I’m going to take a big risk here and be totally transparent. And raw. I have spent a lot of time this summer reflecting. For the most part, I’m a pretty open book. I wear my heart on my sleeve and I don’t have much trouble putting it out there. Then there are those times when I need to close myself off. It’s not a choice, but an absolute necessity. The walls go up. I become distant and even the simplest social setting is exhausting to the point that I need to sleep to recover. I would rather stay home with my husband and kids than venture out into the world. I guess hiding is a form of self-care for me.
The me they see
I’m pretty much a “what you see is what you get” person. I’m direct, honest and sometimes a bit blunt. I’m loud. I am opinionated, but can handle others’ opinions in a reasonable dialogue. I’m fairly open about most things. I’m fluent in sarcasm and I find most things in life amusing. Mom always said, “It’s better to have laugh lines than frown lines.” My mom was right. I laugh, a lot. I can be the life of the party, when I am able.
The me they don’t see
The key phrase is “when I am able”. Truth: I’m not always able. I have spent most of my summer struggling with social situations. I’ve avoided most social events, except for church, Bible study and our usual Saturday club breakfasts.
I did venture out to one activity one night but for the entire first half of the evening I sat glued to my phone. When someone made the comment about several of us being on our phones at a party, I decided to just be completely honest, “This is my wall. I need to stay behind it right now.” We actually had a really great conversation, we got each other. She understood my need for my “wall”. One-on-one was okay, I could deal with those odds. A crowd was too much. Once half the crowd was gone I felt safe to come out from behind the wall. I was even able to relax and enjoy the rest of the evening.
The me that hides
Unfortunately, sitting in a social situation glued to your iPhone is generally considered rude. But if they only knew. The cost of coming out from behind my wall can be so high.
I’ve spent several months withdrawing from an anti-depressant and anti-anxiety medication that is not a healthy choice for me. Please, if you are on medication, do not think I am bashing you, or condemning you. I am not. But I had to look at myself and my personal situation and decide what was best for me. It was a very hard decision and it has been very hard on me both physically and emotionally.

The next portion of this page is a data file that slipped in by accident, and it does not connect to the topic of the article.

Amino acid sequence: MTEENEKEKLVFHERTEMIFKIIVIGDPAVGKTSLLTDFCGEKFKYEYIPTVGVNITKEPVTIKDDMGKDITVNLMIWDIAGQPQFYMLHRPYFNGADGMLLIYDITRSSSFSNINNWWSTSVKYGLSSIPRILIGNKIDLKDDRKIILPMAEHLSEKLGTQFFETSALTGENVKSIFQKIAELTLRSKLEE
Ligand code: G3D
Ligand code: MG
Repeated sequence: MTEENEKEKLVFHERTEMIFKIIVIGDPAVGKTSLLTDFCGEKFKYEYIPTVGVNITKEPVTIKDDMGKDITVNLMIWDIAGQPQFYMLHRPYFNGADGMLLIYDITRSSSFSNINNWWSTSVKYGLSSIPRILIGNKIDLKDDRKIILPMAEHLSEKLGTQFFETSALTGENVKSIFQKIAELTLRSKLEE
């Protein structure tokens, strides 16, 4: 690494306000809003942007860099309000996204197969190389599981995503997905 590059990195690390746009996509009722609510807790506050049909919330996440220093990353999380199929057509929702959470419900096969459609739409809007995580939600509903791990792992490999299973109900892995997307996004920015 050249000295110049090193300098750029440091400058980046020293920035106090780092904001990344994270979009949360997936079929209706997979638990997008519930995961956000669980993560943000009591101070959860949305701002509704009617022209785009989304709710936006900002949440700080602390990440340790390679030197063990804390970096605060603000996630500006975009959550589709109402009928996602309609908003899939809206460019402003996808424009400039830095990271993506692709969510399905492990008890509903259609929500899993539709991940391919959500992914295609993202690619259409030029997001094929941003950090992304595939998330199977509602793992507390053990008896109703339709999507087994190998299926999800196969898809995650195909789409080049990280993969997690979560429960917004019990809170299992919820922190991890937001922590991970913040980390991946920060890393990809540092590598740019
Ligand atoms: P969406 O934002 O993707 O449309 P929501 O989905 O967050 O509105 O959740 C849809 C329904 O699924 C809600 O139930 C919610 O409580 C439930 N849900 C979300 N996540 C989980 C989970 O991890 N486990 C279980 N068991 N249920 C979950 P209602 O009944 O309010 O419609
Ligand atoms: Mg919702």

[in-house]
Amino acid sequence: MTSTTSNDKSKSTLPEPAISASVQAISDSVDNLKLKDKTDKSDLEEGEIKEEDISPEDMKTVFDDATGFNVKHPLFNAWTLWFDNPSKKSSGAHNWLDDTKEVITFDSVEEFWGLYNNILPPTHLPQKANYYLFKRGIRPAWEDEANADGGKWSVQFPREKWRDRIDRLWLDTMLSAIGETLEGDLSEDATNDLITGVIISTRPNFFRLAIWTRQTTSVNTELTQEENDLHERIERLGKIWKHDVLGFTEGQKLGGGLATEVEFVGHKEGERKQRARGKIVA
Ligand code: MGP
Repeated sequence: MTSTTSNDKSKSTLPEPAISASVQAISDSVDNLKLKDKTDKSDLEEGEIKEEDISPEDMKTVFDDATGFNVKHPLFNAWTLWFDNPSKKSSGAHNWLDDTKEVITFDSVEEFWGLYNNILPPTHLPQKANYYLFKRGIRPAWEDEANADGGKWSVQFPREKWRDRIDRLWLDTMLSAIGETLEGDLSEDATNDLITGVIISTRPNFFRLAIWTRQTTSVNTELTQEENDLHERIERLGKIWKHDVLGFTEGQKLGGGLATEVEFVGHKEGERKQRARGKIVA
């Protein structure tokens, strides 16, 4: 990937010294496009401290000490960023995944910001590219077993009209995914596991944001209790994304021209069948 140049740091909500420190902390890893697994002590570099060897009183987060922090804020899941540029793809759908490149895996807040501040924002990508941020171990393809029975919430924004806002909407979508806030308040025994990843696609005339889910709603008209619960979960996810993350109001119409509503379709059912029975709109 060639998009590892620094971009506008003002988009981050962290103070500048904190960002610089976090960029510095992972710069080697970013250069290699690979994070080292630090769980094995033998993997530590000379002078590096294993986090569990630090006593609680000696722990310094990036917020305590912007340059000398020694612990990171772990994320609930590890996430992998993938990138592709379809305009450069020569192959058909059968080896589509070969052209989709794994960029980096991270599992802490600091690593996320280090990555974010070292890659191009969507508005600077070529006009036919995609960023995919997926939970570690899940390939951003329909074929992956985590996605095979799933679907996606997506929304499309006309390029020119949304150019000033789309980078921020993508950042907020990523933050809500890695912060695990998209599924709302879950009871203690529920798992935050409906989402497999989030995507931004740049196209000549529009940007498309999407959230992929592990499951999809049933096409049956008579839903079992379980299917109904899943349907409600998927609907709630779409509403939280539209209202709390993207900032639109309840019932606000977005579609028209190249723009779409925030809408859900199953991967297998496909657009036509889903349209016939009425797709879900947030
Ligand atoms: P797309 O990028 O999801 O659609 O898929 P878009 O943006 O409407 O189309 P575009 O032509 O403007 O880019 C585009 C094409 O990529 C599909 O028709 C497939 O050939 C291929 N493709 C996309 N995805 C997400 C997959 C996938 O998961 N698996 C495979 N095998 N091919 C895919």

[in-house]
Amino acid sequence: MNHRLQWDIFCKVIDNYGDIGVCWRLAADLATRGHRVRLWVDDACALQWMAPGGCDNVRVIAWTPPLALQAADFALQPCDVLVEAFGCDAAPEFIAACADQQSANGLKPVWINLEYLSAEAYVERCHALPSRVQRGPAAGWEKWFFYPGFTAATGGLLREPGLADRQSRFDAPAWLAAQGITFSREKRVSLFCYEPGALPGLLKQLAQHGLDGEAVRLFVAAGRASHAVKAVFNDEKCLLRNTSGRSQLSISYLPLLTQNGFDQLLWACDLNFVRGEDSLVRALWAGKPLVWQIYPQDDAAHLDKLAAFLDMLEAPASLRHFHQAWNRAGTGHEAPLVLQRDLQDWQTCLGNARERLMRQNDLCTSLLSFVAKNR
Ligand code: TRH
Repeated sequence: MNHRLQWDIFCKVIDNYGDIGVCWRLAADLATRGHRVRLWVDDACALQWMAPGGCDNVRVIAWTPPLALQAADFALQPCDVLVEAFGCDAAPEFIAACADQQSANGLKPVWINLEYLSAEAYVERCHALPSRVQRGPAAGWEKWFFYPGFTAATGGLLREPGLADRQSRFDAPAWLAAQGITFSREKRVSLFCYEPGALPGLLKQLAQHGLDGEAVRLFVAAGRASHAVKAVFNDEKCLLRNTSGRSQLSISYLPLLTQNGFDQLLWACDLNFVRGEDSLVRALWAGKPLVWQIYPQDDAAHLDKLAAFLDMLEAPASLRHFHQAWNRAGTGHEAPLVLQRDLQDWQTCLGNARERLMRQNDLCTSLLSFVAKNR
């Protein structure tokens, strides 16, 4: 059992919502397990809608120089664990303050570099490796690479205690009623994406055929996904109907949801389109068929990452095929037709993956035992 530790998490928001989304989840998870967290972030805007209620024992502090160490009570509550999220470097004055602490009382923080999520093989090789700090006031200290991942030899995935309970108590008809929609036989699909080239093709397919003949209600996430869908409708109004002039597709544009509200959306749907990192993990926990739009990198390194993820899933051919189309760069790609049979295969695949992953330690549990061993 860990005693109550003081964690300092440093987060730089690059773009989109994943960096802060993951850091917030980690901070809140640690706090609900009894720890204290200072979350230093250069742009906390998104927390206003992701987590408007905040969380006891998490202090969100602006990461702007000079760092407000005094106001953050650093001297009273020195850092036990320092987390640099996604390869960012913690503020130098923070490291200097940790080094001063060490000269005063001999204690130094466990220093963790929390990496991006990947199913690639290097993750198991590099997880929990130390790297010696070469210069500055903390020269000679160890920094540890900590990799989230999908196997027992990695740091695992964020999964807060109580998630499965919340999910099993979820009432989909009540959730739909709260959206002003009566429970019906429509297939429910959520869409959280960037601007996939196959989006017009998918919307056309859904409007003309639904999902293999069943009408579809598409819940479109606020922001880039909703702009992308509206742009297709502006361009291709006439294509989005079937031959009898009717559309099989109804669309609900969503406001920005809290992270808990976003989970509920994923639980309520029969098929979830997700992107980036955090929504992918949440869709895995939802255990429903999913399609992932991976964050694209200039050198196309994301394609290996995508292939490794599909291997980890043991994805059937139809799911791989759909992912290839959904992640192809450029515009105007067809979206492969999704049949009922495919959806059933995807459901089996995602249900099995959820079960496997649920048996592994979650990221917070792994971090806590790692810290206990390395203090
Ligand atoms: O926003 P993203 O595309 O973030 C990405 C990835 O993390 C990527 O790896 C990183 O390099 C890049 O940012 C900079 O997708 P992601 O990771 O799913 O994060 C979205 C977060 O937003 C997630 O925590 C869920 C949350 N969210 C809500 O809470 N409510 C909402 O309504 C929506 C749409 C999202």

I was prepared for the physical withdrawal. I spent months doing research and reading what others had gone through. I talked with my Nurse Practitioner and we agreed on a plan to wean me off the medication. But nothing, and I mean NOTHING, could have prepared me for the emotional withdrawal. I felt emotions I had forgotten existed. Everything made, and still makes me cry. I hate to cry!
Add to this that I am an HSP, or Highly Sensitive Person and it has all been completely overwhelming. That doesn’t mean I am just sensitive, get triggered easily or get my feelings hurt easily. It’s the way God created me.
The me that shares
I say all this because I know I am not alone. I am not the only person who is sitting on their phone in a crowd, hiding. I am not the only person who cries herself to sleep and can’t explain why. I am not the only person who fears, yes fears, going into social situations where I am expected to be “on.” I am not the only person who has to have quiet for at least a small part of the day to keep it together. I am not the only person who wonders if people hate me because I’m hiding. There are so many of us out there. I want you to know, you are not alone!! And it’s okay. I get you.
Take care of you. Develop some means of self-care, even if it is just taking a nap or taking time to read, take a walk or be creative. It is not selfish – it is necessary. Allow yourself to feel. It’s okay.
For those of you who have no idea what I’m saying, thank God right now that you don’t. You don’t want to understand it, trust me. But if you love someone who does there are things you can do to help them. First, make sure they are getting the help they need. Support them even when you don’t understand. Give them quiet and space. Allow them to cry and don’t expect explanations. You may not get them. It’s not because they don’t want to tell you, but because they may not even be able to explain it themselves. Validate their feelings. Don’t betray their trust in you. Don’t say things implying that they don’t have a reason to cry or that they are overreacting. Encourage them to be open and share how they feel. Pick up on their physical queues – know when they are reaching their limit and it’s time for a break.
For the rest of you, don’t assume the woman on her phone is being rude. She may be hiding. But guess what, she can handle a one-on-one conversation, although she won’t likely initiate one. She is probably nice, funny and would be a good friend. But she is also scared. She probably doesn’t trust easily. It may take some time to really get to know her. But it is probably worth the time.